Known for bold reds, crisp whites and distinctive sparkling and fortified wines, Spain has embraced international varieties and wine styles while continuing to place primary emphasis on its own native grapes. Though the country’s climate is diverse, it is generally hot and dry. In the center of the country lies a vast, arid plateau known as the Meseta Central, characterized by extremely hot summers and frequent drought.

Rioja is Spain’s best-known region, where earthy, age-worthy reds are made from Tempranillo and Garnacha (Grenache). Rioja also produces rich, nutty whites from the local Viura grape.

Ribera del Duero is gaining ground with its single varietal Tempranillo wines, recognized for their concentration of fruit and opulence. Priorat, a sub-region of Catalonia, specializes in bold, full-bodied red blends of Garnacha (Grenache), Cariñena (Carignan), and often Syrah and Cabernet Sauvignon. Catalonia is also home to Cava, a sparkling wine made in the traditional method but from indigenous varieties. In the cool, damp northwest region of Galicia, refreshing white Albariño and Verdejo dominate.

Sherry, Spain’s famous fortified wine, is produced in a wide range of styles from dry to lusciously sweet at the country’s southern tip in Jerez.

Cabernet Sauvignon

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A noble variety bestowed with both power and concentration, Cabernet Sauvignon is now the world's most planted grape variety. Inherently high in tannins and acidity, the best bottlings of Cabernet can age beautifully, with the ability to last fifty years or more. Cabernet Sauvignon flourishes in temperate climates like Bordeaux's Medoc region and forms the base of the Medoc reds, which are typically mostly Cabernet with Merlot and smaller amounts of some combination of Cabernet Franc, Malbec and Petit Verdot. (Enjoying a great deal of success in various regions around the world, this blend is now globally referred to as a Bordeaux Blend.) Cabernet Sauvignon has enjoyed great success throughout the world, particularly in the Napa Valley, and is responsible for some of the world’s most prestigious and sought-after “cult” wines.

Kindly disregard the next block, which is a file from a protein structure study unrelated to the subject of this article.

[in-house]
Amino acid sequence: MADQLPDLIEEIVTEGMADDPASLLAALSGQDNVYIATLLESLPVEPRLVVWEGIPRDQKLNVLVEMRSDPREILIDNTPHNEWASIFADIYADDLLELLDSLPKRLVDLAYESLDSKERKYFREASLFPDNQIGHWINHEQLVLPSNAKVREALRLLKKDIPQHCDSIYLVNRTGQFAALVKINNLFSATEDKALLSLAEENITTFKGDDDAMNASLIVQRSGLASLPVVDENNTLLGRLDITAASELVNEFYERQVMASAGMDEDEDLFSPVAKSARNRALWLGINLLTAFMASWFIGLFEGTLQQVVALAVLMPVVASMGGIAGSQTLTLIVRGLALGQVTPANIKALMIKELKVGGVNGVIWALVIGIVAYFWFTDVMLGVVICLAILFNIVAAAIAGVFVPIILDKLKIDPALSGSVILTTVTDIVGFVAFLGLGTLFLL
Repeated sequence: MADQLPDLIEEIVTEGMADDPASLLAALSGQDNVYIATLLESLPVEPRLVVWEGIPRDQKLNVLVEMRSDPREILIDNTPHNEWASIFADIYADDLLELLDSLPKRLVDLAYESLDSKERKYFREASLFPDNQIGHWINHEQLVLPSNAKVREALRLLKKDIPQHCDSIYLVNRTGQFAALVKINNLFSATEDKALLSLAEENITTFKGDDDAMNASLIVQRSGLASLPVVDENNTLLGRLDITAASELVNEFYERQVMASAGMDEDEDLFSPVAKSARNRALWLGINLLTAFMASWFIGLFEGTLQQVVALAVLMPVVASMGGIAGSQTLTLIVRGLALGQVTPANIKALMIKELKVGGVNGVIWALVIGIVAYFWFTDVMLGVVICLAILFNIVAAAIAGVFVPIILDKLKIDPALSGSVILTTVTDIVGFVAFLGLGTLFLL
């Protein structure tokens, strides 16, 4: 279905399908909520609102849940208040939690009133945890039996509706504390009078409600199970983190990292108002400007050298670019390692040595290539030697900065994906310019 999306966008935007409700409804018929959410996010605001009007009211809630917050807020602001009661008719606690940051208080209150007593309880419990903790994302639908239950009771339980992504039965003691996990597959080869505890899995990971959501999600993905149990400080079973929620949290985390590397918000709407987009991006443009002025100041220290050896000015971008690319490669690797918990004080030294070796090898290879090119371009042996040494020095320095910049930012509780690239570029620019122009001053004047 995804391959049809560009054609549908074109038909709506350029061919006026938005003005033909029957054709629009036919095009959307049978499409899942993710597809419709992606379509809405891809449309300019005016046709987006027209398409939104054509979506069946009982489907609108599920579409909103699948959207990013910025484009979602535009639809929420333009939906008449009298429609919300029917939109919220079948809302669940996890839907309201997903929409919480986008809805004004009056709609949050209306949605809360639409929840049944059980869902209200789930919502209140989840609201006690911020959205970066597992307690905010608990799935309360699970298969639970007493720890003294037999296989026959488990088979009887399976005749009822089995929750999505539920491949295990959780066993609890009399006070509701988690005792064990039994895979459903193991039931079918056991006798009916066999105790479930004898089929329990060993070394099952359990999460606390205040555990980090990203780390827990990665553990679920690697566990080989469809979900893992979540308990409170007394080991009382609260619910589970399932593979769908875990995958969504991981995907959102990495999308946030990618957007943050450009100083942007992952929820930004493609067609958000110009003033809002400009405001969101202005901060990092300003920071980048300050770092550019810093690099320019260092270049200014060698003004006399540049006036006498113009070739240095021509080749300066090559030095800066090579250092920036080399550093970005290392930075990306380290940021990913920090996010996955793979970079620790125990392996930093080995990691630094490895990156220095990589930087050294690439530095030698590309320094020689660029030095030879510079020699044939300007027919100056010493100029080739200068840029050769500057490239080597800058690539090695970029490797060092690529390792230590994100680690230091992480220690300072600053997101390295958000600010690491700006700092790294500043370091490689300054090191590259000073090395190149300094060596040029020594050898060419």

In the Glass

High in color, tannin and extract, Cabernet Sauvignon expresses notes of blackberry, cassis, plum, currant, spice and tobacco. In Bordeaux and elsewhere in the Old World you'll find the more earthy, tannic side of Cabernet, where it is typically blended to soften tannins and add complexity. In warmer regions like California Washington, Argentina, Chile and Australia, you can typically expect more ripe fruit flavors upfront.

Perfect Pairings

Cabernet Sauvignon is right at home with rich, intense meat dishes—beef, lamb and venison, in particular—where its opulent fruit and decisive tannins make an equal match to the dense protein of the meat. With a mature Cabernet, opt for tender, slow-cooked meat dishes.

Sommelier Secrets

Despite the modern importance and ubiquity of Cabernet Sauvignon, it is actually a relatively young variety. In 1997, DNA profiling revealed the grape to be a spontaneous crossing of Cabernet Franc and Sauvignon Blanc which took place in 17th century southwestern France.

RPT59552400_2011 Item# 339205